The news reports about the Pope’s recent cautionary remarks on the determination of death include quotes from a Vatican newspaper describing false assumptions about the use of brain death as the definition of death.
The whole brain criteria for brain death is not based on the cessation of function of the brain. Instead, it is based on our knowledge that when the upper and lower brain have died, degeneration of the body will always follow, at least with current medical technology. The cascade of lower brain death always leads to failure of cardiac and respiratory function without medical intervention. We are able to maintain the heart beat and artificially inflate the lungs for longer and longer periods each year, thanks in part to better and better medications to support blood pressure and kidney function. However, with the serial verification of lower brain death, there has never been renewed function of the brain stem. Brain cells die in 6-7 minutes after being denied blood flow. The rest of the body’s cells will die when the brain does not drive the respiratory reflex or send the nerve signal to the heart to beat.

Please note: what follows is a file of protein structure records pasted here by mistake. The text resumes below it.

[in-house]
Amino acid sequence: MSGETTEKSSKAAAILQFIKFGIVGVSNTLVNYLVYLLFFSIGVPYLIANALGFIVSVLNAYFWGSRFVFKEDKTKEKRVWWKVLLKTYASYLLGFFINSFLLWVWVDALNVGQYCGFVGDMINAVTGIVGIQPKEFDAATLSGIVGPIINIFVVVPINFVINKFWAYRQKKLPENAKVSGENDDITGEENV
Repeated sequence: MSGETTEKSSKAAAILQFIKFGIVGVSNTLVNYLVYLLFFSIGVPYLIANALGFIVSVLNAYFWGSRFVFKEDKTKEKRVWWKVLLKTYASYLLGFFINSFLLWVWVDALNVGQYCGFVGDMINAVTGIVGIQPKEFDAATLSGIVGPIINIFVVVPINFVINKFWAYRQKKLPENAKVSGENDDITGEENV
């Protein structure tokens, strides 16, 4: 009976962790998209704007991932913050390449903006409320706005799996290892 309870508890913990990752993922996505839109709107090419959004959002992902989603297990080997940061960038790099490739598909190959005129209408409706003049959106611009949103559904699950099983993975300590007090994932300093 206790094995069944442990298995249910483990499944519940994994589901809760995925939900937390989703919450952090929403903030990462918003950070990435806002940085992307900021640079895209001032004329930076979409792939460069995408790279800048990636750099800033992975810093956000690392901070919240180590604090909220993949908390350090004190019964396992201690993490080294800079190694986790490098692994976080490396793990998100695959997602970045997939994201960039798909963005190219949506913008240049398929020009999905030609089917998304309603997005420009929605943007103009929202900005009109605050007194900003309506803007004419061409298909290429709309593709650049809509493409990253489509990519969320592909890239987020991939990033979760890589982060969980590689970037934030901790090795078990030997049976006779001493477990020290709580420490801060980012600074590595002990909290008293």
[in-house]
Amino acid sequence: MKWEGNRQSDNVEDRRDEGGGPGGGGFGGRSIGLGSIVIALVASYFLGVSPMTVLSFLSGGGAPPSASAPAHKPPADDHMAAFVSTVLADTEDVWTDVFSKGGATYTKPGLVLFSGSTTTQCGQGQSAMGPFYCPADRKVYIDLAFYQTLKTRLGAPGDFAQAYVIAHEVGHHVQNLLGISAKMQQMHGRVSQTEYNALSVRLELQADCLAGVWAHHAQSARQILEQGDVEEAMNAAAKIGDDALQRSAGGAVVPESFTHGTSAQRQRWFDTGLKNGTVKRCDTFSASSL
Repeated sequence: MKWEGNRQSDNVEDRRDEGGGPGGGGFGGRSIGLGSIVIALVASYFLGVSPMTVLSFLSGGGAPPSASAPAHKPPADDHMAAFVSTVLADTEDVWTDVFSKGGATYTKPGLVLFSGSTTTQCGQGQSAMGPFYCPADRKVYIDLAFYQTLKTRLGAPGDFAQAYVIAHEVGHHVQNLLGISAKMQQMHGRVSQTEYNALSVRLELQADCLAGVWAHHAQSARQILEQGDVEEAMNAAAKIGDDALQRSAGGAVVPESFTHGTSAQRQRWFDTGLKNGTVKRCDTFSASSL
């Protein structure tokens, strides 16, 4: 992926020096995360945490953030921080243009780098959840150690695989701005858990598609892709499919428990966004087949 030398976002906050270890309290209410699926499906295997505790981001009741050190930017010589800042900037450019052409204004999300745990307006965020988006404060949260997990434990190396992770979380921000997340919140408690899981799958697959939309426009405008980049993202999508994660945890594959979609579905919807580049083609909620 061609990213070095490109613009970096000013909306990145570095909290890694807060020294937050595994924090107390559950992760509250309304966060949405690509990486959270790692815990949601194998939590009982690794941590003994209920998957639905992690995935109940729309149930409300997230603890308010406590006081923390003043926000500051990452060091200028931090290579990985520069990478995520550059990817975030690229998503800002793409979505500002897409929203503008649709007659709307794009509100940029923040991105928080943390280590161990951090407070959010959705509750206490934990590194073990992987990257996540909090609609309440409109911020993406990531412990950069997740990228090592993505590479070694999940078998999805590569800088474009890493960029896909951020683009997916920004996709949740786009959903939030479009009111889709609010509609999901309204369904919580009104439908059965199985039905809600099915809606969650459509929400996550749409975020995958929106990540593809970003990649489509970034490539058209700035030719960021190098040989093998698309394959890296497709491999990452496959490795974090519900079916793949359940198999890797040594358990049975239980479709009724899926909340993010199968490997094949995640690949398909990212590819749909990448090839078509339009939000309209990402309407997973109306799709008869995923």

(In the case that we do hear of a man who came back to life after being declared brain dead, it does not appear that the first test was repeated.)
The Pope’s remarks were given at a conference on organ donation, held at the Vatican by the Pontifical Academy for Life, the International Federation of Catholic Medical Associations, and the Italian National Transplant Center.